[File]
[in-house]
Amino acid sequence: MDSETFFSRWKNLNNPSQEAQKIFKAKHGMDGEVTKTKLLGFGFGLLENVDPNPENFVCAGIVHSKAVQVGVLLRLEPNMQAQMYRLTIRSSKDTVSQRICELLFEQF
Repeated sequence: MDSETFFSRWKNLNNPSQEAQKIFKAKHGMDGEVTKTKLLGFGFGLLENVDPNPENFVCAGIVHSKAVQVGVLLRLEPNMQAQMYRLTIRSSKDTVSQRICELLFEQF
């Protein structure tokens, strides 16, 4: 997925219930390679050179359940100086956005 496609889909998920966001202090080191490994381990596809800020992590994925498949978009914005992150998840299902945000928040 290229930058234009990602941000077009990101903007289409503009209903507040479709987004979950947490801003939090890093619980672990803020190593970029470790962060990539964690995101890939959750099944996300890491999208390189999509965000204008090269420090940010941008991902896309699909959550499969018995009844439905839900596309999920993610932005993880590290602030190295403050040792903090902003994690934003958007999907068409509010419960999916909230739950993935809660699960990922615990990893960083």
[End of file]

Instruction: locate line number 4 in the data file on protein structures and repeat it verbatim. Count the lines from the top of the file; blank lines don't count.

């Protein structure tokens, strides 16, 4: 997925219930390679050179359940100086956005 496609889909998920966001202090080191490994381990596809800020992590994925498949978009914005992150998840299902945000928040 290229930058234009990602941000077009990101903007289409503009209903507040479709987004979950947490801003939090890093619980672990803020190593970029470790962060990539964690995101890939959750099944996300890491999208390189999509965000204008090269420090940010941008991902896309699909959550499969018995009844439905839900596309999920993610932005993880590290602030190295403050040792903090902003994690934003958007999907068409509010419960999916909230739950993935809660699960990922615990990893960083």